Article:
Expansion and new business expected for U.S. Great Lakes ports in 2018

As the St. Lawrence Seaway opened March 29, U.S. Great Lakes ports geared up for a busy 2018 shipping season fueled by new business and infrastructure expansion.

“We have great potential to build on the recent economic momentum of Great Lakes/St. Lawrence Seaway shipping. 2017 was a major turnaround with significant cargo increases fueled by global economic recovery,” said Bruce Burrows, President of the Chamber of Marine Commerce, the binational association that represents more than 130 marine industry stakeholders. “We expect 2018 to be another strong year in shipping. U.S. Great Lakes ports have made significant investments in infrastructure and services that are attracting new business to their respective regions and facilitating American cross-border and international trade.”

The Port of Cleveland saw a 20 percent increase in international tonnage in 2017; something port officials are cautiously optimistic will carry into 2018.

“We are in the planning stage for the expansion of our main gate at the International Cargo Terminal, which will double the size of the gate complex, enabling faster and more efficient truck movements,” said David Gutheil, Vice-President/Maritime & Logistics for the Port of Cleveland. “We have positive signs of continued growth with some early bookings that represent new business for the port. Our port continues to see increased container business moving on the Cleveland-Europe Express, and are specifically focusing on export cargoes.” 

The 2017 shipping season ended rather abruptly in the Port of Toledo, due to inclement weather.

“We are also hopeful that the gains made during the 2017 shipping season continue into 2018,” said Joe Cappel, Vice President, Business Development. “We’re getting many inquiries for project cargo handling opportunities for projects related to the energy industry and the new Cliffs HBI Plant. There are also indications that iron ore, grain and other bulk materials will be on par or slightly better than last year. Aluminum shipments into Toledo should remain strong so long as there are no major changes in trade policy.”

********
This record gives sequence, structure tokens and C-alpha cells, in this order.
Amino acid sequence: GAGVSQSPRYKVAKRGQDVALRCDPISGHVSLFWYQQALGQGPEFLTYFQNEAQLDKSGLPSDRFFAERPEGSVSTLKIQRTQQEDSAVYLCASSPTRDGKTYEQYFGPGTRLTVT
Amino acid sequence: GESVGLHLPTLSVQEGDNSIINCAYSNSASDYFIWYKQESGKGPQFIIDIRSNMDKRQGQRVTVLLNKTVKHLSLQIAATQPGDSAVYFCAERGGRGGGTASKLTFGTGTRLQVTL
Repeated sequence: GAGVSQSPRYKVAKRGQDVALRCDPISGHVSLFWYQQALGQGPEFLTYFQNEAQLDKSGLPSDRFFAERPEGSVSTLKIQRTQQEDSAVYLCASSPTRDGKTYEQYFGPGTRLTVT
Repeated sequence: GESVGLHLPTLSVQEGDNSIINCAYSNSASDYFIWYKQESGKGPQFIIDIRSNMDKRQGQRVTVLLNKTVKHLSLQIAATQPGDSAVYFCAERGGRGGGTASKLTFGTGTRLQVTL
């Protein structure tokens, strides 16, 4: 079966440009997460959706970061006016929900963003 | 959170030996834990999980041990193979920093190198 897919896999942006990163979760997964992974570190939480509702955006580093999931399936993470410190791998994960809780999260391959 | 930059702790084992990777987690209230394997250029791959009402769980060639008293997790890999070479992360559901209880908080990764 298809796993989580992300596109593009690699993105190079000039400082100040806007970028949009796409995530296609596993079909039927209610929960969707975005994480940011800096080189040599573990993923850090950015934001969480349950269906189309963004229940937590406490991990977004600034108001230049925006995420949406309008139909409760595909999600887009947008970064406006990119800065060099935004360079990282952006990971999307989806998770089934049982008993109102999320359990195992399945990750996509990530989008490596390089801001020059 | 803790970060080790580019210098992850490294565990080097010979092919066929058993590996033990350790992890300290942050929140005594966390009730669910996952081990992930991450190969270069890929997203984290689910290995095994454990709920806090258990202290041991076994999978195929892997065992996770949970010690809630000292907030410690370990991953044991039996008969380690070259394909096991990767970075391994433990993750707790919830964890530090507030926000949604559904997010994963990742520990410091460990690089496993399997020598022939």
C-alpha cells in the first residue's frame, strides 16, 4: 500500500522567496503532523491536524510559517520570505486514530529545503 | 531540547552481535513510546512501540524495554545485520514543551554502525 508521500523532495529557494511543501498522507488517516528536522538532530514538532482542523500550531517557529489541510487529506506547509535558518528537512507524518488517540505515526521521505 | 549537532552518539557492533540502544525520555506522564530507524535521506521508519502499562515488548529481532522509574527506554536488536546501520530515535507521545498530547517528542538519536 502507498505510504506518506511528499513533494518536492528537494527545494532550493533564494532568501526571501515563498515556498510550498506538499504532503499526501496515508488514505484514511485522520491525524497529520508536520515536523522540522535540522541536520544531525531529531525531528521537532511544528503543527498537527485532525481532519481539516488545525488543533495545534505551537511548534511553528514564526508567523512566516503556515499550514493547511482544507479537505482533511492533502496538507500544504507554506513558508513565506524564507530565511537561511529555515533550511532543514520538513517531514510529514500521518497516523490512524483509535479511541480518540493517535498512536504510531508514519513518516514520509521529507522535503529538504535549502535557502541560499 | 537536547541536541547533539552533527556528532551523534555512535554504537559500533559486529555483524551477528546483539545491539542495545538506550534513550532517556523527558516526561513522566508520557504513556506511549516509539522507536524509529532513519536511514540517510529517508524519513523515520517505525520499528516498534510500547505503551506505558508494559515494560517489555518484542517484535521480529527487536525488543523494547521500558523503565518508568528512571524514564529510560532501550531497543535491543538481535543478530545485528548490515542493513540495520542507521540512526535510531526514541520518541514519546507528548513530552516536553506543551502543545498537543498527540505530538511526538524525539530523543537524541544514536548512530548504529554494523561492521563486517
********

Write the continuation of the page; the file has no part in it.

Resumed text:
Iron ore shipments through the Port of Duluth-Superior wrapped up last season on a high note, topping 19.7 million short tons, making 2017 the strongest season in a decade for domestic and international movements of iron ore.

“Manufacturing and steelmaking sectors look strong heading into the first half of this year, which bodes well for the Twin Ports to start the 2018 shipping season on an upbeat note,” said Adele Yorde, Public Relations Director for the Duluth Seaway Port Authority. “With our recent dock expansion and new service offerings, Duluth Cargo Connect also anticipates a brisk pace for project cargo plus continued increases in containerized freight movements through our new CN Duluth Intermodal Terminal.”

Lake Michigan is predicted to have high water levels this spring, something the Port of Green Bay is looking forward to.

“Higher water levels mean boats can get in and out of the harbors easier while carrying more cargo,” said Port Director Dean Haen. “The port is anxiously waiting the opening of the shipping season for all of our existing terminals and the addition of RGL Holdings this summer.”

RGL Holdings will be moving foreign wood products into Northeast Wisconsin who has a rich history as a paper manufacturer.

Maritime Editorial